In particular, their carbohydrate, acidic, water, sugar, salt, calcium, phosphorous, and fat content is of most interest as far as cats are concerned.

Nutritional value per 100 g (3.5 oz)
Energy 201 kJ (48 kcal)
Carbohydrates
11 g
Sugars 9 g
Dietary fiber 2 g
Fat
0.4 g
Protein
1.4 g
Vitamins Quantity %DV†
Vitamin A equiv.
beta-Carotene
lutein zeaxanthin
12% 96 μg
10% 1094 μg
89 μg
Thiamine (B1) 3% 0.03 mg
Riboflavin (B2) 3% 0.04 mg
Niacin (B3) 4% 0.6 mg
Pantothenic acid (B5) 5% 0.24 mg
Vitamin B6 4% 0.054 mg
Folate (B9) 2% 9 μg
Vitamin C 12% 10 mg
Vit E 6% 0.89 mg
Vitamin K 3% 3.3 μg
Minerals Quantity %DV†
Calcium 1% 13 mg
Iron 3% 0.4 mg
Magnesium 3% 10 mg
Manganese 4% 0.077 mg
Phosphorus 3% 23 mg
Potassium 6% 259 mg
Sodium 0% 1 mg
Zinc 2% 0.2 mg
Other constituents Quantity
Water 86 g

This means that apricots are not good for cats to eat a lot of. If they have one or two pieces they will be fine but they contain too much sugar, carbs and acidic content for them to eat a lot of.

Eating foods with a lot of sugar in them will mean that there is a possibility that they could get diabetes because their bodies just can’t handle the sheer amount of sugar that comes from eating foods that contain a lot of sugar.

That’s in the long term, in the short term they are a possibility that they will get sick or get diarrhea of they have apricot as a food. It is definitely a food you should regulate them eating to ensure it is not to their detriment.

As mentioned earlier, just one or two pieces that have been cut up for them is quite sufficient.

Get rid of the atone before you feed it to them, the skin though is fine for them to eat.

For more foods that cats can and can’t eat, check out our cat food list.

 

References – https://en.wikipedia.org/wiki/Apricot

Can cats eat guacamole?

can cats eat guacamole

Guacamole is also known as guac in North America and is an avocado-based spread, dip, or salad. It was first made by the Aztecs in Mexico and became synonymous with Mexican cuisine and later American cuisine as a salad ingredient, condiment or dip.

It is made by mashing ripe avocados which have ripened with sea salt with mortar and pestle. Some recipes use other ingredients such as jalapenos, basis, coriander, pepper, cayenne, chili, lime juice or garlic not to mention sour cream or peas.

Guacamole can be made from avocados using traditional or unique recipes or can be purchased already made from supermarkets and grocery stores around the world.

Can cats eat guacamole?

Let’s take a look at their nutritional data and find out more. By looking at what they contain we can make a good assessment as to whether they actually make a good food for them to eat rather than relying on the word of others.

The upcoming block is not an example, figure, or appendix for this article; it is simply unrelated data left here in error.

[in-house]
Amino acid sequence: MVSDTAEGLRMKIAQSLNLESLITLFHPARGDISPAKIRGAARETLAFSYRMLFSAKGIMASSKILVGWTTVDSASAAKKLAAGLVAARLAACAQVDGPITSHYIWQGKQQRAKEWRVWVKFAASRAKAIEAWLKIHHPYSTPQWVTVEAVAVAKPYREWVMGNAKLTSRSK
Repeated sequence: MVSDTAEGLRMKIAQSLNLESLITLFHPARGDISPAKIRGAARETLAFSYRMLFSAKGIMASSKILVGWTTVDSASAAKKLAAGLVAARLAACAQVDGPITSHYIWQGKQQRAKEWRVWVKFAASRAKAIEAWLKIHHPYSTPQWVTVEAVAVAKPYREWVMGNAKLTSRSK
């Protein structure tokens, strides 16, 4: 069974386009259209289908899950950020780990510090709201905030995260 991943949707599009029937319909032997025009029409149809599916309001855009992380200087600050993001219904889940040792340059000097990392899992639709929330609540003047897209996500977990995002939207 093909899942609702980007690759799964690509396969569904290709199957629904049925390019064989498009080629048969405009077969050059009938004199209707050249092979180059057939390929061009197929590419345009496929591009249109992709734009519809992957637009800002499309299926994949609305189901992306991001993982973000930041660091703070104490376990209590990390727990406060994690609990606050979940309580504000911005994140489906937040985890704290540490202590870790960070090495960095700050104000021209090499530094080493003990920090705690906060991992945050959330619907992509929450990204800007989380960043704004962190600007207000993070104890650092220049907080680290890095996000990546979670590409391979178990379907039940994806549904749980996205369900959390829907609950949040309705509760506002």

In particular, their carbohydrate, acidic, water, sugar, salt, calcium, phosphorous, and fat content is of most interest as far as cats are concerned.

Nutritional value per 100 g
Energy 670 kJ (160 kcal)
Carbohydrates
8.53 g
Starch 0.11 g
Sugars
lactose
0.66 g
0
Dietary fiber 6.7 g
Fat
14.66 g
Saturated 2.126 g
Trans 0
Monounsaturated 9.8 g
Polyunsaturated 1.816 g
Protein
2.00 g
Vitamins Quantity %DV†
Vitamin A equiv.
beta-Carotene
lutein zeaxanthin
1% 7 μg
1% 62 μg
271 μg
Vitamin A 146 IU
Thiamine (B1) 6% 0.067 mg
Riboflavin (B2) 11% 0.130 mg
Niacin (B3) 12% 1.738 mg
Pantothenic acid (B5) 28% 1.389 mg
Vitamin B6 20% 0.257 mg
Folate (B9) 20% 81 μg
Choline 3% 14.2 mg
Vitamin C 12% 10.0 mg
Vit E 14% 2.07 mg
Vitamin K 20% 21 μg
Minerals Quantity %DV†
Calcium 1% 12 mg
Iron 4% 0.55 mg
Magnesium 8% 29 mg
Phosphorus 7% 52 mg
Potassium 10% 485 mg
Sodium 0% 7 mg
Zinc 7% 0.64 mg
Other constituents Quantity
Water 73.23

As you can see guacamole contains a huge amount of water, quite a bit of phosphorus, a hint of calcium and sugar, a lot of acidic content, carbohydrates and fat.

This means that cats can eat a little of it but because of its acidic and water content, they shouldn’t eat too much of it. Eating too much will result in them getting sick or getting diarrhea. It also has no nutritional benefit for them either. If they are keen on eating it, a teaspoon’s worth of guacamole is quite sufficient for them to eat if they really want it.

But it is generally a food to avoid feeding them, there are much better foods to feed a cat.

If the guacamole contains other ingredients which are bad for cats such as jalapenos, garlic or chili then do avoid feeding to them.

For more foods that cats can and can’t eat, check out our cat food list.

References

Wikipedia – https://en.wikipedia.org/wiki/Guacamole

Can cats eat olives?

can cats eat olives

Table olives are usually classified by the IOC into three typical groups because of the ripeness that they achieve before they are harvested.